2. Sponsor a girl or woman through Plan International, Women for Women International, World Vision or American Jewish World Service.

3. Sign up for email updates on www.womensnews.org and www.worldpulse.com. Both distribute information about abuses of women and sometimes advise on actions that readers can take.

4. Join the CARE Action Network at www.can.care.org where you will become a citizen advocate by educating policy makers and underscoring what the public wants in action against poverty and injustice.

After that, see the organization list in the appendix of Half the Sky and find one that seems particularly meaningful to you and dive in. The authors of Half the Sky suggest joining forces with friends or form a giving club (like what FMH has done) to multiply the impact.

To our WAVE readers, have you read “Half the Sky” yet? What did you take away from reading it? Did you take the steps mentioned at the end of the book? What were your experiences? What do you intend to do?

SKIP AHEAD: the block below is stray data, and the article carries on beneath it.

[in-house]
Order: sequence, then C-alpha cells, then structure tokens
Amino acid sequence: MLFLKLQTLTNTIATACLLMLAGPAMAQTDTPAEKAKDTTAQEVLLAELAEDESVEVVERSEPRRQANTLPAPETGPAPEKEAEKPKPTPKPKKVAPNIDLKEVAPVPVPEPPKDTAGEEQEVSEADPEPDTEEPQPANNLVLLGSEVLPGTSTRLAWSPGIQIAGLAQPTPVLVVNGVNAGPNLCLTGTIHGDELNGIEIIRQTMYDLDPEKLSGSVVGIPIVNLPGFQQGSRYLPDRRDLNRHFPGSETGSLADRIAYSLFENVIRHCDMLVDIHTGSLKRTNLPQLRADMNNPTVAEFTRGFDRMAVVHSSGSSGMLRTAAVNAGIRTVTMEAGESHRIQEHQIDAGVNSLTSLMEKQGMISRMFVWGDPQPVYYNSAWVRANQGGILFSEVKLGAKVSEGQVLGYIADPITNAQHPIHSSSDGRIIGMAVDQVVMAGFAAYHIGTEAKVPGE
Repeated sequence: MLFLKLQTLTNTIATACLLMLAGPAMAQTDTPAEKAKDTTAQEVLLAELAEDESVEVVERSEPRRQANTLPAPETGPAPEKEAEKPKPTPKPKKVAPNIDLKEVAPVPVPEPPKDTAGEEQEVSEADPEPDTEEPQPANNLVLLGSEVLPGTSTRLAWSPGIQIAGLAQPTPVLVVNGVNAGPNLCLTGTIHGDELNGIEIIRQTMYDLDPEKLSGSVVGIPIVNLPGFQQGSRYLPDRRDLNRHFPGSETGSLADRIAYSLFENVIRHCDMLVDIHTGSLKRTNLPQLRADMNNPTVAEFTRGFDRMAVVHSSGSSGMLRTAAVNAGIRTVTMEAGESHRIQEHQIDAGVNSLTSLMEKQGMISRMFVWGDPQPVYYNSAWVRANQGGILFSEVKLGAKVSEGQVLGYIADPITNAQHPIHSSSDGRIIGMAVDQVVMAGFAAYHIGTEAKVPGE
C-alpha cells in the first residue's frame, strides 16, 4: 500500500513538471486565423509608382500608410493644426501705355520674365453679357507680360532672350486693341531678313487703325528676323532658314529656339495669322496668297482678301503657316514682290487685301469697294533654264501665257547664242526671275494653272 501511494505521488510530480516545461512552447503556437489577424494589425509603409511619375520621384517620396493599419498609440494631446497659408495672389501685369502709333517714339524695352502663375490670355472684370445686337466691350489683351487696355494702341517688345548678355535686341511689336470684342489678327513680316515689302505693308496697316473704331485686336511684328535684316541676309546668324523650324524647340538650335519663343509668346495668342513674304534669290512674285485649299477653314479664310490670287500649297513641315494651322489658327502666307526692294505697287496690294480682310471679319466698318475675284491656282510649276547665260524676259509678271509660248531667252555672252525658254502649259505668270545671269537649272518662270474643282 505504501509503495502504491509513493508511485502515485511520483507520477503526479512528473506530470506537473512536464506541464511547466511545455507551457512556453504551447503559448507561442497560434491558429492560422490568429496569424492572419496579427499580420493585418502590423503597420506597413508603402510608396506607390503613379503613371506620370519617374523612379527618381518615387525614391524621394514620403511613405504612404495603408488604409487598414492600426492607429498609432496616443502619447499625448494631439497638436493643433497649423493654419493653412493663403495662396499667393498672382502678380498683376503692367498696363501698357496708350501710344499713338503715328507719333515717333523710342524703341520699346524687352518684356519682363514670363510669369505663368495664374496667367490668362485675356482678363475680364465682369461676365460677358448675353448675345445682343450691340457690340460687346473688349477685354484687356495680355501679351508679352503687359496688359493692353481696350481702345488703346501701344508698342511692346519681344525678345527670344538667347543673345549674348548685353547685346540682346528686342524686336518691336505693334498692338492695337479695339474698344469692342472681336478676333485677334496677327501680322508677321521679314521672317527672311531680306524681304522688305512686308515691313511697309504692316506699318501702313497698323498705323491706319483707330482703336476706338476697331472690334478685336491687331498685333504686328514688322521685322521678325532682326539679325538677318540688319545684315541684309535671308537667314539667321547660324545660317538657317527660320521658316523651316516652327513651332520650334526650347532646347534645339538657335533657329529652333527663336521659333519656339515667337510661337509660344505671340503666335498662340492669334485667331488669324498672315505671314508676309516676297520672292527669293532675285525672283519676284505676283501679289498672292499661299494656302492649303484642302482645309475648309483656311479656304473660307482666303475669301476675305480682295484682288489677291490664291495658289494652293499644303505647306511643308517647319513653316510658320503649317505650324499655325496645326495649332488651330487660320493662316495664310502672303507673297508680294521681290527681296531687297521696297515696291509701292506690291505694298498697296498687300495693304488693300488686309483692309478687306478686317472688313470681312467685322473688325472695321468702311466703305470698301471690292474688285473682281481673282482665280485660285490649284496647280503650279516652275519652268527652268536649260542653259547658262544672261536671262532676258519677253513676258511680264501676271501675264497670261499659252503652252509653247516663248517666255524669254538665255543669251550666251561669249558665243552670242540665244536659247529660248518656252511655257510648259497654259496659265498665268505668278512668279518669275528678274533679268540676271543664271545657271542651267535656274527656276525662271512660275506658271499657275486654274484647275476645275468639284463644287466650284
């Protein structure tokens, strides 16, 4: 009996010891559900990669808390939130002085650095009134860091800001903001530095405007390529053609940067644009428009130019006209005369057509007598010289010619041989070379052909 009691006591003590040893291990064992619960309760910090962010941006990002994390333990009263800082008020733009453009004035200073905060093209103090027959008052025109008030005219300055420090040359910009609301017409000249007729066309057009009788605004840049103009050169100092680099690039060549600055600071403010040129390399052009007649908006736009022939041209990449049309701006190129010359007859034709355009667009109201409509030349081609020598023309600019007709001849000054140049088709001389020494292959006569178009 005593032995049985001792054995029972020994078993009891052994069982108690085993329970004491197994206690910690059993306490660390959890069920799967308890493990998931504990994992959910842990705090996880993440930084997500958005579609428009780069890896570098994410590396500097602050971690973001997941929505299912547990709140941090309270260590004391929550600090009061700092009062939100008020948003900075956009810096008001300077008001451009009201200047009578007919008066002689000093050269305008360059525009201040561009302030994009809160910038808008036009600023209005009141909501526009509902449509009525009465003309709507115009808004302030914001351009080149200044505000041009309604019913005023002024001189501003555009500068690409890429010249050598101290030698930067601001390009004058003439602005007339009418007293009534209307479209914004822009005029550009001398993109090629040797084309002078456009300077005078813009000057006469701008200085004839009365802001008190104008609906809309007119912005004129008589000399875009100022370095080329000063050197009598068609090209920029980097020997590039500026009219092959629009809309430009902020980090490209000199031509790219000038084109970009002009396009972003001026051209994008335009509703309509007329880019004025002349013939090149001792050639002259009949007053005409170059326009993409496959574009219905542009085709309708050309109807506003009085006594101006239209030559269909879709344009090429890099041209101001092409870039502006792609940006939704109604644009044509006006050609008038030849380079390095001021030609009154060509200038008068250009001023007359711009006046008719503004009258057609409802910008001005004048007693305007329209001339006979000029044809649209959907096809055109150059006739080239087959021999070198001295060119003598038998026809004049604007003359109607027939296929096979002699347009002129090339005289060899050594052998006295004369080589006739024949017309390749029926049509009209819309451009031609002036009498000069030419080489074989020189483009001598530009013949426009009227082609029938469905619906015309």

To those who haven’t, consider checking it out from your local library and come back here and tell us your thoughts when you are done.

Are you interested in joining with other WAVErs to maximize impact? What would that effort look like?


  1. I’m about 80 pages in finally. This book is amazing! Now I know what to call one of my favorite bloggers. She’s a social entrepreneur in Nepal who has opened an orphanage/school and she seems to be making a bigger difference faster than any aid organization. I think her impact will be felt strongly by the girls she is teaching and caring for and it appears she has an impact on (as well as she is impacted by) local women that she works with. We supported her efforts last Christmas and intend to do the same this year. It’s great to show our girls what someone (not much older than one of their aunts) is doing to help girls their age, and she has a great blog with pictures of “her” children.